Rader holds a bachelor of environmental science (1998) from the University of New South Wales, Sydney, Australia. She obtained both her master's degree (2005) and doctorate (2011) from James Cook University, Cairns, Australia. Her master's thesis: "Vertical Distribution, Resource and Space Use in a Tropical Rainforest Small Mammal Community." For her doctorate: "The Provision of Pollination Ecosystem Services to Agro-Ecosystems by a Diverse Assemblage of Wild, Unmanaged Insect Taxa." She won a 2017- 2020 Australian Research Council Discovery Early Career Researcher Award.
Among her most recent journal publications:
- S.A.E.C. Wijesinghe, L.J. Evans, L. Kirkland & R. Rader 2020, ‘A global review of watermelon pollination biology and ecology: The increasing importance of seedless cultivars,' Scientia Horticulturae, vol. 271, pp. 109493,
- Heidi Kolkert, Rhiannon Smith, Romina Rader & Nick Reid 2020, ‘Insectivorous bats foraging in cotton crop interiors is driven by moon illumination and insect abundance, but diversity benefits from woody vegetation cover,' Agriculture, Ecosystems & Environment, vol. 302, pp. 107068,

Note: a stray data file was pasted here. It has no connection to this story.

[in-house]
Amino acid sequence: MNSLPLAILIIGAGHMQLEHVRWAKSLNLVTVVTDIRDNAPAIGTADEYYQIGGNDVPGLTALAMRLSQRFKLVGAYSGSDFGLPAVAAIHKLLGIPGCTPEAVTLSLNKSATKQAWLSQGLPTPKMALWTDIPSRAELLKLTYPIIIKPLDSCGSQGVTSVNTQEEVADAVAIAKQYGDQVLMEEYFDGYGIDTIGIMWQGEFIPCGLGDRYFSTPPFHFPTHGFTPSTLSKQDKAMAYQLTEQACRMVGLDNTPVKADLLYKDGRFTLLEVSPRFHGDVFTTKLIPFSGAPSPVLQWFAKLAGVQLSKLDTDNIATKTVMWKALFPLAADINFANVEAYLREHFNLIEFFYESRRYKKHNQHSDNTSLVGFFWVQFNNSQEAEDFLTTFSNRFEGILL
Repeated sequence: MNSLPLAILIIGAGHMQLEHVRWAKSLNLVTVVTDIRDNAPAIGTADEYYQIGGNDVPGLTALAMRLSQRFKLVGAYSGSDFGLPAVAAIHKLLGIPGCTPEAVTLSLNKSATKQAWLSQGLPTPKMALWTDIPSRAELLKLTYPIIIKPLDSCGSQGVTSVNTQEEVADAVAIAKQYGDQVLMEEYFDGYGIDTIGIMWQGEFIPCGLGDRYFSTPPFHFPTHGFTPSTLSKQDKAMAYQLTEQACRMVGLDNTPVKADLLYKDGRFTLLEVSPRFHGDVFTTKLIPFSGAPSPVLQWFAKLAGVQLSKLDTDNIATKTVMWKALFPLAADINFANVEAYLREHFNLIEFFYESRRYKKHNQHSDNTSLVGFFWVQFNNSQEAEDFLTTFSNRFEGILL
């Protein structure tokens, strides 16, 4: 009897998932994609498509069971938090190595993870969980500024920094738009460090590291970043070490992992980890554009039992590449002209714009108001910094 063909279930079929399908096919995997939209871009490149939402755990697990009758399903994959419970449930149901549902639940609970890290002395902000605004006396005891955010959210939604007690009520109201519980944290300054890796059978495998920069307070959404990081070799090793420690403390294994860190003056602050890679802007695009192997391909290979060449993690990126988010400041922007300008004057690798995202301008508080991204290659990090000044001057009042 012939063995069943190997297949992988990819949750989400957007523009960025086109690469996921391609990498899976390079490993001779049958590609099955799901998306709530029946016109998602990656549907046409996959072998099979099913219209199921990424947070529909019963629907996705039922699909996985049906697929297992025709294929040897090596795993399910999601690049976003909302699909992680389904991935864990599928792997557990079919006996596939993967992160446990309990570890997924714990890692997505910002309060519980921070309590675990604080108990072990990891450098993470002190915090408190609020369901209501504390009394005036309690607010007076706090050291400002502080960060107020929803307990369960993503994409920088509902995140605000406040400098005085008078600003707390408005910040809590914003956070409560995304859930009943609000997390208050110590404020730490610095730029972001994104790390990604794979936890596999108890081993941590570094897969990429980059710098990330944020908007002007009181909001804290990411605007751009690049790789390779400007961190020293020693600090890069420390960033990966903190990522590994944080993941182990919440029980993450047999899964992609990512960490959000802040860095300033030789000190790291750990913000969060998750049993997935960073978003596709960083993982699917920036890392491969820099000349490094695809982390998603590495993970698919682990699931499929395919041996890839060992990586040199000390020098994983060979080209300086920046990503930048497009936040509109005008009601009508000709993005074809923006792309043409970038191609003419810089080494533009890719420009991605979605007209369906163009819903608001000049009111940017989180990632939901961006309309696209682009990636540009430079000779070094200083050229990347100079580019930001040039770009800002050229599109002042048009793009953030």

- Jamie R. Stavert, Charlie Bailey, Lindsey Kirkland & Romina Rader 2020, ‘Pollen tube growth from multiple pollinator visits more accurately quantifies pollinator performance and plant reproduction,' Scientific Reports, vol. 10, no. 1,
- Liam K. Kendall, Vesna Gagic, Lisa J. Evans, Brian T. Cutting & Jessica Scalzo, Romina Rader. 2020, ‘Self-compatible blueberry cultivars require fewer floral visits to maximize fruit production than a partially self-incompatible cultivar,' Journal of Applied Ecology,
- Vesna Gagic, Lindsey Kirkland, Liam K. Kendall, Jeremy Jones & Jeffrey Kirkland Romina Rader 2020, ‘Understanding pollinator foraging behaviour and transition rates between flowers is important to maximize seed set in hybrid crops,' Apidologie,
Agricultural Extension specialist Ian Grettenberger coordinates the seminars. For technical issues, contact him at email@example.com.